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“But what are you going to do – let them off because most people would have done it? Imagine if they accepted superior orders as a defence – there would be no Nazi war criminals, only Hitler.” Zuroff has had many decades to reflect on why it’s important to prosecute Nazis, and says that he can recite the “spiel” in his sleep.
He reels off a list of reasons, including the importance of showing the world that heinous crimes will not be forgotten, that old age offers no protection from justice, and that the passage of time does not diminish guilt.
“The most notorious Nazi that Weinsenthal caught was Franz Stangl, the commander of Treblinka – a person who bore responsibility for 800,000 Jews murdered.
He had the deaths of maybe a million people on his non-existent conscience.
In 1987, Schrimm spent two years trying to extradite Josef Schwammberger from Argentina to Germany, which cost around £178,500.
Schwammberger was found guilty of murdering more than 600 Jewish people in the ghetto Przemyśl and spent the rest of his life in prison before he died in 2004.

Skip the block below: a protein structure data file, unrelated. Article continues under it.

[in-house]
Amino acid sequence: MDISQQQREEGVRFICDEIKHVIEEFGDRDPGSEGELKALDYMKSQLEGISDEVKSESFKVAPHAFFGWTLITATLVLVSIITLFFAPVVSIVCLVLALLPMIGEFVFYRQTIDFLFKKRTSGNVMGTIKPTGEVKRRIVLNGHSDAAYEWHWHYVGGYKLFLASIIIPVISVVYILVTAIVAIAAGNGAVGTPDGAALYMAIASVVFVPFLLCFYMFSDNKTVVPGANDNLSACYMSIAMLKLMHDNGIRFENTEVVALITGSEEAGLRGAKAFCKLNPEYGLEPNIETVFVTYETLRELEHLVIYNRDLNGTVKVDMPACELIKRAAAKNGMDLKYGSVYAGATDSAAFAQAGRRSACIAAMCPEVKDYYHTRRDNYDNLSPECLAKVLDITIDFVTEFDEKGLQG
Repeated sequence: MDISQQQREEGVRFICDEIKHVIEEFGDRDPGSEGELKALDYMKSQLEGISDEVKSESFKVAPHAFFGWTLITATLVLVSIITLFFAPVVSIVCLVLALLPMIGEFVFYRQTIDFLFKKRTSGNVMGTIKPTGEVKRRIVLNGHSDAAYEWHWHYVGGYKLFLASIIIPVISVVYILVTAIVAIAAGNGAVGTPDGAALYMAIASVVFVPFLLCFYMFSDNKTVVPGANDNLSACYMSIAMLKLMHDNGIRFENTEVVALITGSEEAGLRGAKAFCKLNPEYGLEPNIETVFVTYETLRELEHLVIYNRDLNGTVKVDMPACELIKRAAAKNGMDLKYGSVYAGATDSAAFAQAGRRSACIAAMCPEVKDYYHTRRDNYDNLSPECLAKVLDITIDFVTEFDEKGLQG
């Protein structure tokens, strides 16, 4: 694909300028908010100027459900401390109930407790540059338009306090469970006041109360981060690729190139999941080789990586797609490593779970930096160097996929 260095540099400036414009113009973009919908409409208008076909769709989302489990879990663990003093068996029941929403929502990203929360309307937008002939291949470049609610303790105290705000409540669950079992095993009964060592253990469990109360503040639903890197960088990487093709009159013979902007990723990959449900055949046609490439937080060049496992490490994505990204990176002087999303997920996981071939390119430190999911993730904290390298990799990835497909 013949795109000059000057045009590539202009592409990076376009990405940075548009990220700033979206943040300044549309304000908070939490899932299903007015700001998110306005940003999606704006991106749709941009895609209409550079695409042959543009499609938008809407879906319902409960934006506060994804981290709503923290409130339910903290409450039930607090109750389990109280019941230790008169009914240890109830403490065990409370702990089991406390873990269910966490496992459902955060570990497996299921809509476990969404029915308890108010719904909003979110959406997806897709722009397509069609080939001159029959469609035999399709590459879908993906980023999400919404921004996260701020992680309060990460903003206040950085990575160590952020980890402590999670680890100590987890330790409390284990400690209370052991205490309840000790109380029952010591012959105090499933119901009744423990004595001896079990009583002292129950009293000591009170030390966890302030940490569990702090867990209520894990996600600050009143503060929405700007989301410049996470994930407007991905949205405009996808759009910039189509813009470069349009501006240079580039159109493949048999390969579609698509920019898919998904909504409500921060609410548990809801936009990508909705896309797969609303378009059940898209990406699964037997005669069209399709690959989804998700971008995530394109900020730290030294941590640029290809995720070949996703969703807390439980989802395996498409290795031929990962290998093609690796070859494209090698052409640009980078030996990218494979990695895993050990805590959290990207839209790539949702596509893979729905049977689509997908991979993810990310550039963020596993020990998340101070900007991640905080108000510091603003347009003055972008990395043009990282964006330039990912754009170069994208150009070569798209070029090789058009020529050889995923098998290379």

They devoted a great deal of time to finding SS doctor Aribert Heim, who was known as “Dr Death”, and Eichmann’s assistant Alois Brunner, but both men died before they were discovered.
Schrimm and Zuroff have spent many years investigating men who died before they were brought to justice.
“He said that the problem with Jasenovac was that they didn’t let us finish the job,” says Zuroff. He has looked Nazi criminals in the eyes, and spent a long time talking with the children of Charles Zentai (born Karoly Steiner), a Hungarian-born man who is accused of war crimes and currently lives in Australia.
“That was said more than 50 years afterwards, so he had plenty of time to think about it.” Meeting such notorious criminals can be a trying experience, but Schrimm and Zuroff have different emotional approaches to their jobs. “They wanted to convince me that their father is not guilty,” says Zuroff.
Dr Effraim Zuroff, chief Nazi hunter for the US-based Simon Weisenthal Centre, and Kurt Schrimm, head of the German office responsible for investigating Nazi crimes, work in separate countries but towards a common goal: to bring the 90-year-old Nazis to justice.
After the holocaust, political philosopher Hannah Arendt wrote about the “banality of evil”: the many Nazis who committed countless murders not out of psychotic hatred, but a sense of duty towards their jobs.
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In 1998, Zuroff’s work helped imprison the Croatian fascist leader Dinko Šakić, who was commander of the concentration camp Jasenovac, nicknamed “the Auschwitz of the Balkans”.